Court ruling impacts corporations that toggle between S and C status
Corporations that toggle back and forth between S corporation and C corporation status may sacrifice their ability to distribute previously taxed S corporation earnings to shareholders on a tax-free basis, according to a Sept. 27 federal district court decision.
The court in Tomseth v. United States (No. 6:17-cv-02017-AA (D. Or. Sept. 27, 2019)) agreed with the IRS’s assertion that an S corporation’s accumulated adjustments account (“AAA”), which measures the S corporation’s undistributed S corporation earnings, generally resets to $0 at the conclusion of the post-termination transition period (“PTTP”).1 The PTTP represents the period (usually the one-year period following the revocation or termination of a corporation’s subchapter S status) during which the corporation can make tax-free distribution of its AAA balance to its shareholders. The court ruled that any undistributed AAA at the end of the PTTP is lost, and was not available to cover distributions that the taxpayer made after it re-elect subchapter S status in a subsequent year.
The decision is consistent with internal IRS guidance outlined in CCA 201446021, but it is nonetheless significant because it is the first judicial decision that explicitly addresses the issue.
The implications of the decision ultimately depend on the specific circumstances of a former S corporation (or an S corporation considering a revocation of its election). It has no relevance to former S corporations that distribute their entire AAA balance during the PTTP. But it could have implications for former S corporations that do not, or cannot, distribute the entire AAA balance during the PTTP. If those entities re-elect subchapter S status in the future, the court’s decision provides further ammunition to the IRS to assert that any prior AAA balance would not be available to cover future distributions.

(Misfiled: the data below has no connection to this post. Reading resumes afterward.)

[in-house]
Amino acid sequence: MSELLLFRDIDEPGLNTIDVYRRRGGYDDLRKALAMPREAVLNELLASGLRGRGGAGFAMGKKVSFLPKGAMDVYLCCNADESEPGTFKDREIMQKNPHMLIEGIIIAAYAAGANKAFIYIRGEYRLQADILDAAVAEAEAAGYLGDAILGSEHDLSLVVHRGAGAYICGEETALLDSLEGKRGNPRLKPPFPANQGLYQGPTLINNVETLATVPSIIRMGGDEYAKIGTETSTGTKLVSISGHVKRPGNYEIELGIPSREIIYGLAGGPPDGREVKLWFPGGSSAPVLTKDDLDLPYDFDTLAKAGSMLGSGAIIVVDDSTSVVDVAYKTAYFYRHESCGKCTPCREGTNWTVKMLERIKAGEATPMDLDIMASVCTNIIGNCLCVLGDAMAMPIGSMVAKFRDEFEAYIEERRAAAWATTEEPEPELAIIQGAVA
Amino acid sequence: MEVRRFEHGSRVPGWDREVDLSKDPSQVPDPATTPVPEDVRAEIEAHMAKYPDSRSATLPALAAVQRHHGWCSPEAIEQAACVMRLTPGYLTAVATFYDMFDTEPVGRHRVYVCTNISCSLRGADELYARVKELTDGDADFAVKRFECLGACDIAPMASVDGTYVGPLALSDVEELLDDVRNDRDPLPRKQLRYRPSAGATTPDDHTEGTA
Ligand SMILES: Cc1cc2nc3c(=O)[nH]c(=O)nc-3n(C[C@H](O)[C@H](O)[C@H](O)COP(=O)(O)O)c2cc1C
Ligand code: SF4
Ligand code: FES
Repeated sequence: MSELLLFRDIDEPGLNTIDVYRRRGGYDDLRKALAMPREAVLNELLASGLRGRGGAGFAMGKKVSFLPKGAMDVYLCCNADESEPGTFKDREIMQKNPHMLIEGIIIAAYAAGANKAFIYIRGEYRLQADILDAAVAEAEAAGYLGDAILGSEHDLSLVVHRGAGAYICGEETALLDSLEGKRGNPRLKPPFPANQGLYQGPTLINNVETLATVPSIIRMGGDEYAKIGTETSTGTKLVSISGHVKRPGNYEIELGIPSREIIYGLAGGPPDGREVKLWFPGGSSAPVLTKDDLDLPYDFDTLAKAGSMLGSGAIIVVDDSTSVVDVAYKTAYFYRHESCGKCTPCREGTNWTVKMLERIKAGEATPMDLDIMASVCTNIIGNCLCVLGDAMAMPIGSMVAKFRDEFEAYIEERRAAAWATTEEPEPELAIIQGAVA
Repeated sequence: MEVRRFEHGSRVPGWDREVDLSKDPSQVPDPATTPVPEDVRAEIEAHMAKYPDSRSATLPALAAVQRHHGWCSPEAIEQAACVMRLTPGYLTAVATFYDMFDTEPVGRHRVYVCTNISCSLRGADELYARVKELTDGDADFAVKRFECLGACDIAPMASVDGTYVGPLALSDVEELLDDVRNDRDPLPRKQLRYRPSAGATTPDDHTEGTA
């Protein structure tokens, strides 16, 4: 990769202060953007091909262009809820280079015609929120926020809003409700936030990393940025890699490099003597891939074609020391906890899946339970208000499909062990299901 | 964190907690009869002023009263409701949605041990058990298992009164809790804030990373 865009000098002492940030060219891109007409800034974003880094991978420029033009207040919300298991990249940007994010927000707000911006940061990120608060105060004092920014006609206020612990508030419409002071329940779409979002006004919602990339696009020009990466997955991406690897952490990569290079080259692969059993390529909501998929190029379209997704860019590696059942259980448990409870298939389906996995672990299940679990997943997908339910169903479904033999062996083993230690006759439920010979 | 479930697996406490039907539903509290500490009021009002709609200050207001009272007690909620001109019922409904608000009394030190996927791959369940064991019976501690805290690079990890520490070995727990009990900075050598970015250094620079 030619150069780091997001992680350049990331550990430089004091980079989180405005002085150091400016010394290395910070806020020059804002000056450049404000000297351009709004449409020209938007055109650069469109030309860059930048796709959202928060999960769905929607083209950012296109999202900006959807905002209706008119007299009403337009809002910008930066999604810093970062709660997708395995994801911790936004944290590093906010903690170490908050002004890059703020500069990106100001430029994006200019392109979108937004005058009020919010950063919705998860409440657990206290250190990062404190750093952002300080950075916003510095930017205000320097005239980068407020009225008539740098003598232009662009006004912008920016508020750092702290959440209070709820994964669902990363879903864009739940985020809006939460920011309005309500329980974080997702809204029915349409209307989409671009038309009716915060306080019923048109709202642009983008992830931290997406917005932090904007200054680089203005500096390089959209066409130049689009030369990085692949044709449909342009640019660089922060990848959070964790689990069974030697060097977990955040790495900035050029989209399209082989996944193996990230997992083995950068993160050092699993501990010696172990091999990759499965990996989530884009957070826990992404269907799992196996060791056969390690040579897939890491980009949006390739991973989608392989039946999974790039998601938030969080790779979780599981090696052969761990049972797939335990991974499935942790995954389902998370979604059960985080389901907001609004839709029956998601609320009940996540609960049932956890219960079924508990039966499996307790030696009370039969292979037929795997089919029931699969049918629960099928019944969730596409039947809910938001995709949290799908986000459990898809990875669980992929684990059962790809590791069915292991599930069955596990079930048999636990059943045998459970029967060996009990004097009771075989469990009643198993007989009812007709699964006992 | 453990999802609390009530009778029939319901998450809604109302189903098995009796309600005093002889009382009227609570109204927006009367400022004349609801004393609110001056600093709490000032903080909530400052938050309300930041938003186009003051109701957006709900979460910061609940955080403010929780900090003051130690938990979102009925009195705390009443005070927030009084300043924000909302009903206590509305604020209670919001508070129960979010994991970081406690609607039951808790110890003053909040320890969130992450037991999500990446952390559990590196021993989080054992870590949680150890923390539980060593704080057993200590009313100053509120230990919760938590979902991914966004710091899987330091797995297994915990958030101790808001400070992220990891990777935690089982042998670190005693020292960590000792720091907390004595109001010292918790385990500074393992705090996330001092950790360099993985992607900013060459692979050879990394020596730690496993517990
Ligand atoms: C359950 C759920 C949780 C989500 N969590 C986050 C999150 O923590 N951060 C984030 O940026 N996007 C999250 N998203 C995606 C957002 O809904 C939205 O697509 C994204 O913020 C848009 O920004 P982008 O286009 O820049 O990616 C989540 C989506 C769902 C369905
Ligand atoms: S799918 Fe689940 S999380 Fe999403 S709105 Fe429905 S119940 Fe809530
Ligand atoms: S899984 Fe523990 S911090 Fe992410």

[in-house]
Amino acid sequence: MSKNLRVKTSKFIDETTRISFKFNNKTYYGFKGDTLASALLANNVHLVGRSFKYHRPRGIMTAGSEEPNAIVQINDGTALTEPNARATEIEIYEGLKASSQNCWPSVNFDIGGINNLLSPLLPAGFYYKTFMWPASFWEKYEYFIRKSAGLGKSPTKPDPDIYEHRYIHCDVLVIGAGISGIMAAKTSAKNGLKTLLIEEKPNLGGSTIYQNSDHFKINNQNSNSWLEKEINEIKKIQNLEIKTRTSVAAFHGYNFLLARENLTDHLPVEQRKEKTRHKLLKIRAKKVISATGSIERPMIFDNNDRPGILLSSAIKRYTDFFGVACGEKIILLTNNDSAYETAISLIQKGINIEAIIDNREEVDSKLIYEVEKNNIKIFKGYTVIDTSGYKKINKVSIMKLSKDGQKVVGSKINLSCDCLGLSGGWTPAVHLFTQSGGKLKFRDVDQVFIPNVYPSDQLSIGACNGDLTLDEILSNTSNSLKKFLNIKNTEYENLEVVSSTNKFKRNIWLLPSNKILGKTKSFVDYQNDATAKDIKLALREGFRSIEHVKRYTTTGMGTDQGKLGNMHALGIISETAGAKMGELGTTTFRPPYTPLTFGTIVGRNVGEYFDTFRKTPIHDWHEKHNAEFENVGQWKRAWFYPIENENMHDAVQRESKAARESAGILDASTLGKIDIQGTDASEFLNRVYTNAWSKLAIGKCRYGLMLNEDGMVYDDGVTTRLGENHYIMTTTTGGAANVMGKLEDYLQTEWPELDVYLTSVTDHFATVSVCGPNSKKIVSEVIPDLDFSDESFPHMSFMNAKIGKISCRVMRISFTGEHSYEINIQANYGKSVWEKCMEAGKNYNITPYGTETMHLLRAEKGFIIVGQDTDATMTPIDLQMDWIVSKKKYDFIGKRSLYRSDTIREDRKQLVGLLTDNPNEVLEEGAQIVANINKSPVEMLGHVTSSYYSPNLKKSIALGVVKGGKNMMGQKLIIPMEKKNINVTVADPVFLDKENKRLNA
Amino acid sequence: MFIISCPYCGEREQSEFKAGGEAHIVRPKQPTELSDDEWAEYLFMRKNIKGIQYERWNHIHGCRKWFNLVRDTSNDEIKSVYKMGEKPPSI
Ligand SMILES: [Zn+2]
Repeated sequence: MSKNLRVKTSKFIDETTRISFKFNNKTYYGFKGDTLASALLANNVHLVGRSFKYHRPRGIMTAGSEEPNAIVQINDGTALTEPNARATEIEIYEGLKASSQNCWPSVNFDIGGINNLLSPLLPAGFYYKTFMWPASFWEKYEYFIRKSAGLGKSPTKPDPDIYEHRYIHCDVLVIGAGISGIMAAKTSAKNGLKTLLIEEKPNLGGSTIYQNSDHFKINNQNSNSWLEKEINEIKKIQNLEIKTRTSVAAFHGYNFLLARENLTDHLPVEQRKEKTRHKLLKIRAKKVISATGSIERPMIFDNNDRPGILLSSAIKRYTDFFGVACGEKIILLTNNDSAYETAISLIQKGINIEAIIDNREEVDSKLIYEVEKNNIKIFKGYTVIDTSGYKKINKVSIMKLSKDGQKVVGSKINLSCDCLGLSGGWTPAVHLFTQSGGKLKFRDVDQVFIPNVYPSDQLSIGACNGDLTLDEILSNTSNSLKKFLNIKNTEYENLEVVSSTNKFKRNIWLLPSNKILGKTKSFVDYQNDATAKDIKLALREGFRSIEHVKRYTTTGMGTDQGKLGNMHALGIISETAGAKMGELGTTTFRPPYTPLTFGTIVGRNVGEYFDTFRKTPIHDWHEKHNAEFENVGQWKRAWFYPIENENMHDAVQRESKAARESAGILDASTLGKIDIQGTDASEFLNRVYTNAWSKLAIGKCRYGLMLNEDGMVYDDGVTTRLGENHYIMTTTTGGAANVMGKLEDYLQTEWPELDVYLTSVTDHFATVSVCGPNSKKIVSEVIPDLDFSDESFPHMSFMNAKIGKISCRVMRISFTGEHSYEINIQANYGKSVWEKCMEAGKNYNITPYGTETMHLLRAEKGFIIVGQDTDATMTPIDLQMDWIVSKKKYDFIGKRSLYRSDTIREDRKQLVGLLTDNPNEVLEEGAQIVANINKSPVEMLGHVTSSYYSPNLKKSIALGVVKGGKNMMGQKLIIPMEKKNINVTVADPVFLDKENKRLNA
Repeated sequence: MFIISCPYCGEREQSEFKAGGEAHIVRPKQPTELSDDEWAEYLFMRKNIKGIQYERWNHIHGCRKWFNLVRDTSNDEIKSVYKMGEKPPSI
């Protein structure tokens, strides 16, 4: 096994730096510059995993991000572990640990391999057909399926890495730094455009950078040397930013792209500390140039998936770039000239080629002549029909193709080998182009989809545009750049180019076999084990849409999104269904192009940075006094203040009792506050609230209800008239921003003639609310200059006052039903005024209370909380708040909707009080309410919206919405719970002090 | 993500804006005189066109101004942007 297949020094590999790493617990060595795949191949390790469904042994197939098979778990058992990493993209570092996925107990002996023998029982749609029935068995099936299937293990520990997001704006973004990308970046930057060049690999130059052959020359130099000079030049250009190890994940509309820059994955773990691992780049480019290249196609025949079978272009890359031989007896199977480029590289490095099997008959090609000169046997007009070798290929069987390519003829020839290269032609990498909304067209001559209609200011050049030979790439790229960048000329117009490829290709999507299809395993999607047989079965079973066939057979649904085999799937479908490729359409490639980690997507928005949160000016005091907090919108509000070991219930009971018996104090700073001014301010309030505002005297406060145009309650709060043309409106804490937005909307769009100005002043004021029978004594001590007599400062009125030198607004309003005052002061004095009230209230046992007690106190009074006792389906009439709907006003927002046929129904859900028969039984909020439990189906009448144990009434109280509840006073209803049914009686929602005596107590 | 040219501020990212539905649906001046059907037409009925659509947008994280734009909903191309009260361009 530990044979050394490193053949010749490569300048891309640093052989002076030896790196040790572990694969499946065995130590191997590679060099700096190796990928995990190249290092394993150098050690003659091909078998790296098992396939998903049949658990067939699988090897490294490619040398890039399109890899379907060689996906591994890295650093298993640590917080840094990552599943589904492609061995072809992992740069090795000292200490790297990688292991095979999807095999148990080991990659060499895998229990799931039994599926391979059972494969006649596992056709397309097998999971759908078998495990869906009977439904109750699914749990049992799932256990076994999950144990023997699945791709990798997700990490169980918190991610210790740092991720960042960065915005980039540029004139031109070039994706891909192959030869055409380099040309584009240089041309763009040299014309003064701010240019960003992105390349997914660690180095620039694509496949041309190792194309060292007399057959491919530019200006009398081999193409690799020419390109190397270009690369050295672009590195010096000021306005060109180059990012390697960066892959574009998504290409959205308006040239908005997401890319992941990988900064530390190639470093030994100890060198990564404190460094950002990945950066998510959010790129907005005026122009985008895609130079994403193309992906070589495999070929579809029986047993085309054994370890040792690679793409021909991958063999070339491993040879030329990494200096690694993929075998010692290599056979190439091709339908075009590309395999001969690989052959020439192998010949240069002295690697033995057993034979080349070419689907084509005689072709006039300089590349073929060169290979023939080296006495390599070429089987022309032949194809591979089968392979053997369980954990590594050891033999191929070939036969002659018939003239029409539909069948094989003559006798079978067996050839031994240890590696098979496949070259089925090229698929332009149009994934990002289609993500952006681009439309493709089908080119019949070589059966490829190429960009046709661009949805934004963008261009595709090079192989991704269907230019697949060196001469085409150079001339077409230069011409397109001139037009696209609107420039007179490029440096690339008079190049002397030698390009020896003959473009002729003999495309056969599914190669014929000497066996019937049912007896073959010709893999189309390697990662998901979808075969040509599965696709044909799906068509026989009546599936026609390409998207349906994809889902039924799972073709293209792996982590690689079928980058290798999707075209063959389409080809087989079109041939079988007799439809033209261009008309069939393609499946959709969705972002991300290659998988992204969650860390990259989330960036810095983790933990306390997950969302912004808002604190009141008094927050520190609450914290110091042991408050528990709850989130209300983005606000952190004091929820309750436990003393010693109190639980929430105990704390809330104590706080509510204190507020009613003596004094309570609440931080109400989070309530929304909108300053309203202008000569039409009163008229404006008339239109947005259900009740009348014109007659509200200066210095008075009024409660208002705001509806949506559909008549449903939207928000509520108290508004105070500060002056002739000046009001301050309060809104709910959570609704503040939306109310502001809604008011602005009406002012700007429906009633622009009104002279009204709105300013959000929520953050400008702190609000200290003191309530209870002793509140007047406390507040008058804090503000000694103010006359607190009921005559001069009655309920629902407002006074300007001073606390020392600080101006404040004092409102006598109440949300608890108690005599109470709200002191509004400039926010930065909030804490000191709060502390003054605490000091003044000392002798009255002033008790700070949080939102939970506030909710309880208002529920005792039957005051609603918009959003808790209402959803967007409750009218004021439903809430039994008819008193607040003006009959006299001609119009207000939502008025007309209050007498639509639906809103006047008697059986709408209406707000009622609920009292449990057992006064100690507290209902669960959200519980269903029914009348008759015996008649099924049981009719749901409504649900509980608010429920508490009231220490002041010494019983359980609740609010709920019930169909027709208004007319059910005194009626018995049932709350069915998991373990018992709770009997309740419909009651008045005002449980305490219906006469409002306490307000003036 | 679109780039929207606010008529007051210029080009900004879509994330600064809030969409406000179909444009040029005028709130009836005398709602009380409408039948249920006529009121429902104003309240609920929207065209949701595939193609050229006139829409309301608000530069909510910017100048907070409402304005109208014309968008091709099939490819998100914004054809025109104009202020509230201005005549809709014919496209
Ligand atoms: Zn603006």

This decision highlights the importance of proper AAA planning for any S corporation, but particularly for those that might be contemplating a switch to C corporation status to take advantage of reduced corporate tax rates. Taxpayers who do so thinking that they can re-elect following the normal five-year waiting period should recognize that any remaining AAA from the prior S period likely will be lost.
1The Tax Cuts and Jobs Act provided a special rule for certain S corporations that chose to revoke their subchapter S status during the two-year window beginning on the date of enactment of the Act (Dec. 22, 2017). The provision allows those eligible terminated S corporations to treat distributions following the PTTP as coming from AAA and C corporation earnings and profits on a pro rata basis. As such, under this new rule the S corporation’s AAA technically would not reset to $0 at the end of the PTTP (i.e., under this revised rule AAA is available to offset distributions following the PTTP). Nonetheless, the court’s decision would still be relevant in the event the corporation were to re-elect subchapter S status in the future. In that case, it appears that the court would conclude that AAA would then reset to $0.